I trusted that there were good reasons for this. I was always quick to believe unflattering things that adults told me about other cultures, communities, and church denominations. I felt more secure if could dismiss as a waste of time—or as the way of fools and villains—what I did not understand. And from a distance, Catholic tradition looked suspiciously foreign, weird, and mysterious. If there was anything we did not tolerate in the evangelical worship services of my upbringing, it was mystery. The Gospel was meant to be explained, after all.
I may have sensed, on some level, the dissonance between such prejudice and Jesus’ own teachings. But if I did, I suppressed it. That sense of superiority, of being on the right team, of having Jesus’ favor: they felt too good to give up.
One of the easiest targets on my denominational dartboard was liturgy.
Catholics, Episcopalians, anyone who went to mass instead of church or participated in services heavy with recitation was treated with suspicion. “The mass is just a whole bunch of people going through the motions,” I’d say. “Kneel down, stand up, sit down, chant and sing the same old prayers, Sunday after Sunday. It’s so mechanical and repetitious,” I’d say. “In our church, we pray aloud one at a time about our own concerns. We don’t just, you know,read prayers.”But what did I do, right after church, when I got in the family car, or ran off with friends, or walked home with my headphones plugged into my Sony Walkman?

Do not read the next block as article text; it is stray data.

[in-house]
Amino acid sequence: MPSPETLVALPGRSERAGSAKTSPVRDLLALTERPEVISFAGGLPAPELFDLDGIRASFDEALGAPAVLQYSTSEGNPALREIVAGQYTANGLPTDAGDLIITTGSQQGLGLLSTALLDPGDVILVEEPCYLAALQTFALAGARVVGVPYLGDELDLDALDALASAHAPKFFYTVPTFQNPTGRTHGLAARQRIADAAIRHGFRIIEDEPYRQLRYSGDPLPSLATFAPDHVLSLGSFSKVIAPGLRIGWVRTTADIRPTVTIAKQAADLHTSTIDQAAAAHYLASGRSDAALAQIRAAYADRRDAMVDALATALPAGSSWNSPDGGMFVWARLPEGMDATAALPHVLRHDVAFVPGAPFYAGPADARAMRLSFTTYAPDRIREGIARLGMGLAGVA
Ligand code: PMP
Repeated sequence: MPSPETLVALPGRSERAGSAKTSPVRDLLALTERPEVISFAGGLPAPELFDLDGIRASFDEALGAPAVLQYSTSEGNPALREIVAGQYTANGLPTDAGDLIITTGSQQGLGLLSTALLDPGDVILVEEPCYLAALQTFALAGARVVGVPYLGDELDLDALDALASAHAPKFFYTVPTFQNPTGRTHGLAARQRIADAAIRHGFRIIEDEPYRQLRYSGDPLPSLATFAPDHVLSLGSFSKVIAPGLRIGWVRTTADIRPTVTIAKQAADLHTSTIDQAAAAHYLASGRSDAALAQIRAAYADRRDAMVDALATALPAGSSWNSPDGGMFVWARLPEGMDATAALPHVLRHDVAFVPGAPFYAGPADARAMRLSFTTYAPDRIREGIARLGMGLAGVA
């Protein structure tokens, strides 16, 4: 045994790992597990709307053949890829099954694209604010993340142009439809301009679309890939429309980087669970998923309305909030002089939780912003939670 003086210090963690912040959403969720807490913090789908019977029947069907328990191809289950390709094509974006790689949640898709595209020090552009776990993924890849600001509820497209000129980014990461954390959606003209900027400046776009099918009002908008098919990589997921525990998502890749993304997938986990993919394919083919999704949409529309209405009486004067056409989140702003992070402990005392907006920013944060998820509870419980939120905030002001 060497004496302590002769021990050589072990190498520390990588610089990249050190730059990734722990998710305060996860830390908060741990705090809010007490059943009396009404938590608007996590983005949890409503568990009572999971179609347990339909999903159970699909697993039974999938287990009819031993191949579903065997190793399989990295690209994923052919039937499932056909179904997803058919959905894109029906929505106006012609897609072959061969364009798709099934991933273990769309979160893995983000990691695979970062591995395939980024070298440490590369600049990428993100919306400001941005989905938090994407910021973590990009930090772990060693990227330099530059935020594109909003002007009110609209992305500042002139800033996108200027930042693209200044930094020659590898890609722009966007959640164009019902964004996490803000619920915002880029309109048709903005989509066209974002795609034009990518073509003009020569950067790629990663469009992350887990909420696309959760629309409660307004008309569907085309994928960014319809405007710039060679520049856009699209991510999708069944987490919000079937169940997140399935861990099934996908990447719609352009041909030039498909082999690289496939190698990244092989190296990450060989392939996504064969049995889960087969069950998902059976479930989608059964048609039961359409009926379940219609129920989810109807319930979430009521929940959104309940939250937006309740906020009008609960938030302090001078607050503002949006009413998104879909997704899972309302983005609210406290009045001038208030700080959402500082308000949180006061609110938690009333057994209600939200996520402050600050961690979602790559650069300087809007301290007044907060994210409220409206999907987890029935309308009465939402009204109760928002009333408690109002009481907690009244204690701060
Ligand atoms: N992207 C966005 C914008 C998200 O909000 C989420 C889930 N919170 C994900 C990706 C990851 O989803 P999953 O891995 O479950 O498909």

The answer will lead us to music by The Lone Bellow, U2, Aaron Strumpel, Bob Dylan, and more. Read the whole confession, along with song recommendations from many Looking Closer readers, in my latest “Listening Closer” column at Christ and Pop Culture.